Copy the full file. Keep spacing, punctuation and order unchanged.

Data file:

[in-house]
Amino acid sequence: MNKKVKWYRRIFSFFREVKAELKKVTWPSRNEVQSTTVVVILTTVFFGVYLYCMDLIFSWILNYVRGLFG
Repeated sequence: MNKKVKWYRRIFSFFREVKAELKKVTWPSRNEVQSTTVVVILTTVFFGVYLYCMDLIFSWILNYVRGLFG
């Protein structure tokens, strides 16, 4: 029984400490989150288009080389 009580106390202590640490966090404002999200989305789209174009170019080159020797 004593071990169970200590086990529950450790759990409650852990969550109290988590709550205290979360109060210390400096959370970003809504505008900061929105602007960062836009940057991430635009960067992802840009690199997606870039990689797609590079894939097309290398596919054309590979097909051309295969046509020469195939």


[in-house]
Amino acid sequence: MNKKVKWYRRIFSFFREVKAELKKVTWPSRNEVQSTTVVVILTTVFFGVYLYCMDLIFSWILNYVRGLFG
Repeated sequence: MNKKVKWYRRIFSFFREVKAELKKVTWPSRNEVQSTTVVVILTTVFFGVYLYCMDLIFSWILNYVRGLFG
């Protein structure tokens, strides 16, 4: 029984400490989150288009080389 009580106390202590640490966090404002999200989305789209174009170019080159020797 004593071990169970200590086990529950450790759990409650852990969550109290988590709550205290979360109060210390400096959370970003809504505008900061929105602007960062836009940057991430635009960067992802840009690199997606870039990689797609590079894939097309290398596919054309590979097909051309295969046509020469195939």